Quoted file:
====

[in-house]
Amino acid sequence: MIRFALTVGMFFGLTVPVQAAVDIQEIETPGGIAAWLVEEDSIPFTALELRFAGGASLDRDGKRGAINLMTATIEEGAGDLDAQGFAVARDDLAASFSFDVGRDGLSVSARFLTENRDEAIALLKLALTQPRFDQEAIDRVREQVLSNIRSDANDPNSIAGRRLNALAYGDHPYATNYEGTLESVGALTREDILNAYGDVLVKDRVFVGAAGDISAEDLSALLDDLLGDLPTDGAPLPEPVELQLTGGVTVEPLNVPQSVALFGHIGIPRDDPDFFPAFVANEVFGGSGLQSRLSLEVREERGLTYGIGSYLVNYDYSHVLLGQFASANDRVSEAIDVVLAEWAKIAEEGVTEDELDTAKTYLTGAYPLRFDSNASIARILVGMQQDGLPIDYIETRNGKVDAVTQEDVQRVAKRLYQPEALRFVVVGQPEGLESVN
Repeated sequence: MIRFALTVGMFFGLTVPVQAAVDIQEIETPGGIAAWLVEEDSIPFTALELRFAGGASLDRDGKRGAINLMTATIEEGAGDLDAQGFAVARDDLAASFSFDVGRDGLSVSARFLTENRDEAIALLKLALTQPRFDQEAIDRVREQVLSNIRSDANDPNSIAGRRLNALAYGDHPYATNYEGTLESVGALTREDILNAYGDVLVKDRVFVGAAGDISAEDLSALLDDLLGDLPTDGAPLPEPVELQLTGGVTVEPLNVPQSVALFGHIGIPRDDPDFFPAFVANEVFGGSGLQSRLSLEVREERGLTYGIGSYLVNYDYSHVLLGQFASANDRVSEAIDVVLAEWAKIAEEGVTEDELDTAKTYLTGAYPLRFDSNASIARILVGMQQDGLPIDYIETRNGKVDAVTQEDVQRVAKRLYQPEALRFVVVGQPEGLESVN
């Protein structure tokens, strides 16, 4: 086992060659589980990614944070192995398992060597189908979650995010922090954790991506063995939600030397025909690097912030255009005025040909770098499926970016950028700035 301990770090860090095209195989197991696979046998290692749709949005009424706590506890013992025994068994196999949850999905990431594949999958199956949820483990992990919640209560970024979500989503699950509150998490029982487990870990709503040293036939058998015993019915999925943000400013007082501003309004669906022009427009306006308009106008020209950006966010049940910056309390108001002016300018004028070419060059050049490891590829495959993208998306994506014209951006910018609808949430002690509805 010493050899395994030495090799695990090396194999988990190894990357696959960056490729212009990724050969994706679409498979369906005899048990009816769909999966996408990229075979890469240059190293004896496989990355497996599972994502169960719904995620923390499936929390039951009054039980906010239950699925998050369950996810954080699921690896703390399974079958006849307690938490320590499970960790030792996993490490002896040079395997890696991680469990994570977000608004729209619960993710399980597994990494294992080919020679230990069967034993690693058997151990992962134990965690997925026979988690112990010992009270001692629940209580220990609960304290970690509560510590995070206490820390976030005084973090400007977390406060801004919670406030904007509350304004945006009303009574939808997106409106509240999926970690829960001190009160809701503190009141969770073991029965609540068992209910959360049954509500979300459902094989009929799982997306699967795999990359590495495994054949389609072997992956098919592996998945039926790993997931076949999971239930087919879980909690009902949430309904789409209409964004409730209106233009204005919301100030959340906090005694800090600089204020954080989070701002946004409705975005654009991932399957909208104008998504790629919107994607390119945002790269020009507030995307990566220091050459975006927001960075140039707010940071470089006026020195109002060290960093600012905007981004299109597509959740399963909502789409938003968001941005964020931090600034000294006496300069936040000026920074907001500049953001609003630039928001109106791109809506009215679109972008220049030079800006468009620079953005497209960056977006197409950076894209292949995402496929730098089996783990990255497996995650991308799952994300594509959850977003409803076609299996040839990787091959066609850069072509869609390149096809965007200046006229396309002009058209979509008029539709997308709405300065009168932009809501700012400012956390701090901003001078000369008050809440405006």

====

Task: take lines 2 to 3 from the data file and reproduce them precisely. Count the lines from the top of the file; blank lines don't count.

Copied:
Amino acid sequence: MIRFALTVGMFFGLTVPVQAAVDIQEIETPGGIAAWLVEEDSIPFTALELRFAGGASLDRDGKRGAINLMTATIEEGAGDLDAQGFAVARDDLAASFSFDVGRDGLSVSARFLTENRDEAIALLKLALTQPRFDQEAIDRVREQVLSNIRSDANDPNSIAGRRLNALAYGDHPYATNYEGTLESVGALTREDILNAYGDVLVKDRVFVGAAGDISAEDLSALLDDLLGDLPTDGAPLPEPVELQLTGGVTVEPLNVPQSVALFGHIGIPRDDPDFFPAFVANEVFGGSGLQSRLSLEVREERGLTYGIGSYLVNYDYSHVLLGQFASANDRVSEAIDVVLAEWAKIAEEGVTEDELDTAKTYLTGAYPLRFDSNASIARILVGMQQDGLPIDYIETRNGKVDAVTQEDVQRVAKRLYQPEALRFVVVGQPEGLESVN
Repeated sequence: MIRFALTVGMFFGLTVPVQAAVDIQEIETPGGIAAWLVEEDSIPFTALELRFAGGASLDRDGKRGAINLMTATIEEGAGDLDAQGFAVARDDLAASFSFDVGRDGLSVSARFLTENRDEAIALLKLALTQPRFDQEAIDRVREQVLSNIRSDANDPNSIAGRRLNALAYGDHPYATNYEGTLESVGALTREDILNAYGDVLVKDRVFVGAAGDISAEDLSALLDDLLGDLPTDGAPLPEPVELQLTGGVTVEPLNVPQSVALFGHIGIPRDDPDFFPAFVANEVFGGSGLQSRLSLEVREERGLTYGIGSYLVNYDYSHVLLGQFASANDRVSEAIDVVLAEWAKIAEEGVTEDELDTAKTYLTGAYPLRFDSNASIARILVGMQQDGLPIDYIETRNGKVDAVTQEDVQRVAKRLYQPEALRFVVVGQPEGLESVN